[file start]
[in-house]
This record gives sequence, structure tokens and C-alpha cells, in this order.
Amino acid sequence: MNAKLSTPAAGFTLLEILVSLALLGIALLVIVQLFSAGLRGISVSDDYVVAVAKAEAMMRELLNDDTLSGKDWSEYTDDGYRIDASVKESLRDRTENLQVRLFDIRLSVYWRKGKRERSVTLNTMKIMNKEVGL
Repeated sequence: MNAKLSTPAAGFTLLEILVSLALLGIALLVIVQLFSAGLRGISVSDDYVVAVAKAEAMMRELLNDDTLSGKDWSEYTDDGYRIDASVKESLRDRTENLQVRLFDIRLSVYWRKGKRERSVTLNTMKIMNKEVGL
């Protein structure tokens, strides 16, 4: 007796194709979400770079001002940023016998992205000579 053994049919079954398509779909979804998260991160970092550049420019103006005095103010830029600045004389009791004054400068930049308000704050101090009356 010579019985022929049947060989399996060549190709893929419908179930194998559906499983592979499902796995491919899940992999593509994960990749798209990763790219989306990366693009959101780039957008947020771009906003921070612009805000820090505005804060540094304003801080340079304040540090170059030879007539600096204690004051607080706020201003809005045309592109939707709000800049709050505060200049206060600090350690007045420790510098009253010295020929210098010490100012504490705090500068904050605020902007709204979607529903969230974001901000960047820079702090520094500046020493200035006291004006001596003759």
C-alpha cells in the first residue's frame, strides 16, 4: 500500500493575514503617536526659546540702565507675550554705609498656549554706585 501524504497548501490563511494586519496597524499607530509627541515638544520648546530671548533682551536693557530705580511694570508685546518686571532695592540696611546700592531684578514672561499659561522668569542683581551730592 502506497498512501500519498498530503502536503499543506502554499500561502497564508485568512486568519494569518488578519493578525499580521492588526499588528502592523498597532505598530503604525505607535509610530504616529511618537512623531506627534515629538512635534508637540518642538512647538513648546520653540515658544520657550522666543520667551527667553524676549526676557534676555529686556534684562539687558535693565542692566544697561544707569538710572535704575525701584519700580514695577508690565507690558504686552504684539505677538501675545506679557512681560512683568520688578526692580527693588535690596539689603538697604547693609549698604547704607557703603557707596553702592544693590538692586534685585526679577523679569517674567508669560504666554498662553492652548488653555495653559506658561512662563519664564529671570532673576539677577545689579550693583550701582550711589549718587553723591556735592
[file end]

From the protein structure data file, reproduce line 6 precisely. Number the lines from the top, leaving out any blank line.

C-alpha cells in the first residue's frame, strides 16, 4: 500500500493575514503617536526659546540702565507675550554705609498656549554706585 501524504497548501490563511494586519496597524499607530509627541515638544520648546530671548533682551536693557530705580511694570508685546518686571532695592540696611546700592531684578514672561499659561522668569542683581551730592 502506497498512501500519498498530503502536503499543506502554499500561502497564508485568512486568519494569518488578519493578525499580521492588526499588528502592523498597532505598530503604525505607535509610530504616529511618537512623531506627534515629538512635534508637540518642538512647538513648546520653540515658544520657550522666543520667551527667553524676549526676557534676555529686556534684562539687558535693565542692566544697561544707569538710572535704575525701584519700580514695577508690565507690558504686552504684539505677538501675545506679557512681560512683568520688578526692580527693588535690596539689603538697604547693609549698604547704607557703603557707596553702592544693590538692586534685585526679577523679569517674567508669560504666554498662553492652548488653555495653559506658561512662563519664564529671570532673576539677577545689579550693583550701582550711589549718587553723591556735592